Inhibition of mammalian target of rapamycin induces phenotypic reversion in three-dimensional cultures of malignant breast epithelial cells
Ross Booth, Soonjo Kwon, Eric Monson
DOI: 10.4236/jbise.2010.35066   PDF    HTML     4,003 Downloads   8,010 Views  


Inhibition of mammalian target of rapamycin (m- TOR) is a potential method for cancer treatment. Effects of rapamycin (RAP) on the reversion of malignant breast epithelial cells were investigated on three-dimensional (3D) basement membrane extract (BME) cultures. Through continuous exposure to 20 nM of RAP, cell colony size was significantly reduced in 3D BME cultures of malignant breast epithelial cells, while normal cell colony size appeared unaffected. In unfixed 3D BME cultures of normal and RAP-treated malignant breast epithelial cells, the presence of luminal cell death was confirmed by ethidium bromide and propidium iodide labeling. Increased structural organization was observed by im- munofluorescence staining of F-actin and β-catenin in RAP-treated malignant breast epithelial cells. In monolayer cultures of normal and malignant breast epithelial cells, continuous exposure to 20 nM of RAP increased caspase 3/7 activity and decreased proliferation. Reverse transcriptase polymerase ch- ain reaction (RT-PCR) array analysis indicated a fold increase in the expression of a number of proteins related to polarity, cell-cell adhesion, and cell-matrix adhesion in the presence of RAP. Our data showed that phenotypic reversion of malignancy can be ach- ieved through RAP exposure on 3D BME cultures. This 3D BME culture system will provide correct microenvironments for observing the effects of other mTOR inhibitors on phenotypic reversion of malignant breast epithelial cells.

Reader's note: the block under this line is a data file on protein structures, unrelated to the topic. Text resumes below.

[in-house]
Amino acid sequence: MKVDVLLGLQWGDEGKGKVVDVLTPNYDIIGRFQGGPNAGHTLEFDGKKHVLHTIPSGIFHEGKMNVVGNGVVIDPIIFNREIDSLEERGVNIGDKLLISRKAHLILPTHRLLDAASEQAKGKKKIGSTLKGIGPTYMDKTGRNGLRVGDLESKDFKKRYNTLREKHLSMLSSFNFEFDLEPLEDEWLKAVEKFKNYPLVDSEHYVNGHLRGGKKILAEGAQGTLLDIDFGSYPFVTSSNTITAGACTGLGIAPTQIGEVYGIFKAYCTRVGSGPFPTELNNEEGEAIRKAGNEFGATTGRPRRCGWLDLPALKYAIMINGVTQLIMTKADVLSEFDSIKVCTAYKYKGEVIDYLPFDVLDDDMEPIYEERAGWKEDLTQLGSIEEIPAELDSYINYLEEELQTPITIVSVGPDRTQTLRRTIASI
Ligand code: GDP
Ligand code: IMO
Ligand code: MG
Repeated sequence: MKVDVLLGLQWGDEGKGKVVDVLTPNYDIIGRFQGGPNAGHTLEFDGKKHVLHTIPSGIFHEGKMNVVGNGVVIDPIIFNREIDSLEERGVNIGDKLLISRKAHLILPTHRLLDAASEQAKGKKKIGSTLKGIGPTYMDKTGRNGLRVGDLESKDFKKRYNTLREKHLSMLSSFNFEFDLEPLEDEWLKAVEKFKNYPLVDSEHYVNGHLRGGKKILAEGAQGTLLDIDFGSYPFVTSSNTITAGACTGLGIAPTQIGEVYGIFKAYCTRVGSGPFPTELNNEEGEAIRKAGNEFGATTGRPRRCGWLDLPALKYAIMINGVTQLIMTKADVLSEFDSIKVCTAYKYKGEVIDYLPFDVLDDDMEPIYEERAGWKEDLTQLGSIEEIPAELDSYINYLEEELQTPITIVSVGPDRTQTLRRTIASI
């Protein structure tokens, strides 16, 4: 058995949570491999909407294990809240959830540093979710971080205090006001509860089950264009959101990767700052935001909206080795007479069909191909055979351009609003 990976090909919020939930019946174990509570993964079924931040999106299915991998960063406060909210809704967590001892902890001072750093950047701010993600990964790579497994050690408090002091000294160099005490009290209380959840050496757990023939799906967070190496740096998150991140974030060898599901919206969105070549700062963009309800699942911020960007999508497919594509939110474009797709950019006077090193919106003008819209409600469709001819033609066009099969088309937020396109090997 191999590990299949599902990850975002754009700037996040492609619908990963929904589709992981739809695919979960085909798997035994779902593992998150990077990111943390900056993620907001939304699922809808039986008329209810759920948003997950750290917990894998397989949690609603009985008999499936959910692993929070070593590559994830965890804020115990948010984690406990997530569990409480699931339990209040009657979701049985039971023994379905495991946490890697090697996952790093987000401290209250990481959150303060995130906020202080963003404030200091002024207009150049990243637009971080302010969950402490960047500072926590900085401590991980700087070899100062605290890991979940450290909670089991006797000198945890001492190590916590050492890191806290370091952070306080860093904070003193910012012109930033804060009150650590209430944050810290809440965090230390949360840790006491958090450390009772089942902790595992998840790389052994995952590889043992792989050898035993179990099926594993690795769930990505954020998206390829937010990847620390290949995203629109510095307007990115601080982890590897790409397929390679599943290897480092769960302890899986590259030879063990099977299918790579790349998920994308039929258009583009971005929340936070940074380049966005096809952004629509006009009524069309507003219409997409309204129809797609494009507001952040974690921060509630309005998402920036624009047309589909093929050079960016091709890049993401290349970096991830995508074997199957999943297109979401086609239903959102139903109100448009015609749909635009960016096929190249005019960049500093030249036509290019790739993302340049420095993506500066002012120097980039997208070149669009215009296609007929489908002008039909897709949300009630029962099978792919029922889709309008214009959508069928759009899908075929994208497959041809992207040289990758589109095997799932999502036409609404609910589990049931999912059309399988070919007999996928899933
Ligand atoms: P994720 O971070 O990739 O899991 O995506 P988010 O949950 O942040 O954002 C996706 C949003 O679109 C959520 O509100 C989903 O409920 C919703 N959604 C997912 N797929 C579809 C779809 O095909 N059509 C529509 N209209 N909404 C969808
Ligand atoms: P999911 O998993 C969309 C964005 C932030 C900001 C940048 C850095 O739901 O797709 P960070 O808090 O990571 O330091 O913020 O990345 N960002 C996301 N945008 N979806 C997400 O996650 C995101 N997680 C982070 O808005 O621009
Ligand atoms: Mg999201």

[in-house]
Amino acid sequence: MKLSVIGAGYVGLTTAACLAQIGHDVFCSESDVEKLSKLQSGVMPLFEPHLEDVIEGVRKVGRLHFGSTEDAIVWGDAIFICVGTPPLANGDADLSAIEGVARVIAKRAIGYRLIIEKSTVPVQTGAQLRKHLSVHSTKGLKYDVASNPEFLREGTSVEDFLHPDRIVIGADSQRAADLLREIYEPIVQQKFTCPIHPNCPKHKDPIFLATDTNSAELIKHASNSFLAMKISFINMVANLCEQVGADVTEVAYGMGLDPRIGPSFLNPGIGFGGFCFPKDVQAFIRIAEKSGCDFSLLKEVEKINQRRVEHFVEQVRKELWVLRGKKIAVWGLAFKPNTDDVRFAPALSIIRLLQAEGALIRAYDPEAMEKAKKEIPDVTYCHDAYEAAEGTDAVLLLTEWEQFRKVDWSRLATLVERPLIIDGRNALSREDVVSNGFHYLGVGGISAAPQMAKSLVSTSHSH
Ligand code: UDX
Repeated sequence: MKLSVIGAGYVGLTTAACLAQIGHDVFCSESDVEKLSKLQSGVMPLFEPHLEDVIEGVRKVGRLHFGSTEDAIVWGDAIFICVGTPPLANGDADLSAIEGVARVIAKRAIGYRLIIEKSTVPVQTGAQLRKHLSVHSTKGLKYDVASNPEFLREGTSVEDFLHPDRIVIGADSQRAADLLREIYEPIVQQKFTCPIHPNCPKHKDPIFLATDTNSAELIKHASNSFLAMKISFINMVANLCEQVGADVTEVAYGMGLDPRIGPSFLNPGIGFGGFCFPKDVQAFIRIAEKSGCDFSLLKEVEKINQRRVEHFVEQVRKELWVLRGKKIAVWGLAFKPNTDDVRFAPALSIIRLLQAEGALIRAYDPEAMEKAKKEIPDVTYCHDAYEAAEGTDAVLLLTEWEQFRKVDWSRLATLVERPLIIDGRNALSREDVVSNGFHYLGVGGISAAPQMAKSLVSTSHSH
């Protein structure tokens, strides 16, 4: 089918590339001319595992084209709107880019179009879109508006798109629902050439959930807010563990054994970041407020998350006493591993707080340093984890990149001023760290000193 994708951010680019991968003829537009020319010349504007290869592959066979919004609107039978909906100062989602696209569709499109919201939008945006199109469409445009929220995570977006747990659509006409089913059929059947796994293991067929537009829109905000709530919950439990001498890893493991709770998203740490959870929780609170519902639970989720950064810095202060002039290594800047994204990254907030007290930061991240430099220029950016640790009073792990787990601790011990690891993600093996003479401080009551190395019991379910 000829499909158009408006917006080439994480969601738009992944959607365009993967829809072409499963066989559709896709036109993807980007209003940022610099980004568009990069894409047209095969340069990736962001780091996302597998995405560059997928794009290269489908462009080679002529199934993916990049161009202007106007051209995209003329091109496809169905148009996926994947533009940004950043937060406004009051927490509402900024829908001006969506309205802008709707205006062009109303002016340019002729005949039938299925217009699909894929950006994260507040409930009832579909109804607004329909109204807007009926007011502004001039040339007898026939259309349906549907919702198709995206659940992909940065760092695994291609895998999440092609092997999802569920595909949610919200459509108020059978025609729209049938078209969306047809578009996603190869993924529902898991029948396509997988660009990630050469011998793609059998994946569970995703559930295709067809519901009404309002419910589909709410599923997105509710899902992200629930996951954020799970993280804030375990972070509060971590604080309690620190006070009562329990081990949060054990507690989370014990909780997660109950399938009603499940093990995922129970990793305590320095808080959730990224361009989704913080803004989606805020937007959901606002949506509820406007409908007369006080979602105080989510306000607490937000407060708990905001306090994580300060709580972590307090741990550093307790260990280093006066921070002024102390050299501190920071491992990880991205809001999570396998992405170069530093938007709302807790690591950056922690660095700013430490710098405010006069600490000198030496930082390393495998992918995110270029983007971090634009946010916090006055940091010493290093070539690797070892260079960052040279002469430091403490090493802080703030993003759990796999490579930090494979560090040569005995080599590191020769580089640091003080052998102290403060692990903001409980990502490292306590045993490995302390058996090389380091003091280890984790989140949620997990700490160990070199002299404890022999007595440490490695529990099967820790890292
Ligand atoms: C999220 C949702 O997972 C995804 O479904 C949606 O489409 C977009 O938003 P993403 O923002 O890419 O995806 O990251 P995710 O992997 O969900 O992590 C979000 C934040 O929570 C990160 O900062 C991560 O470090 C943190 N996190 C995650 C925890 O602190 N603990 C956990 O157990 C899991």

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Booth, R. , Kwon, S. and Monson, E. (2010) Inhibition of mammalian target of rapamycin induces phenotypic reversion in three-dimensional cultures of malignant breast epithelial cells. Journal of Biomedical Science and Engineering, 3, 476-483. doi: 10.4236/jbise.2010.35066.

Conflicts of Interest

The authors declare no conflicts of interest.


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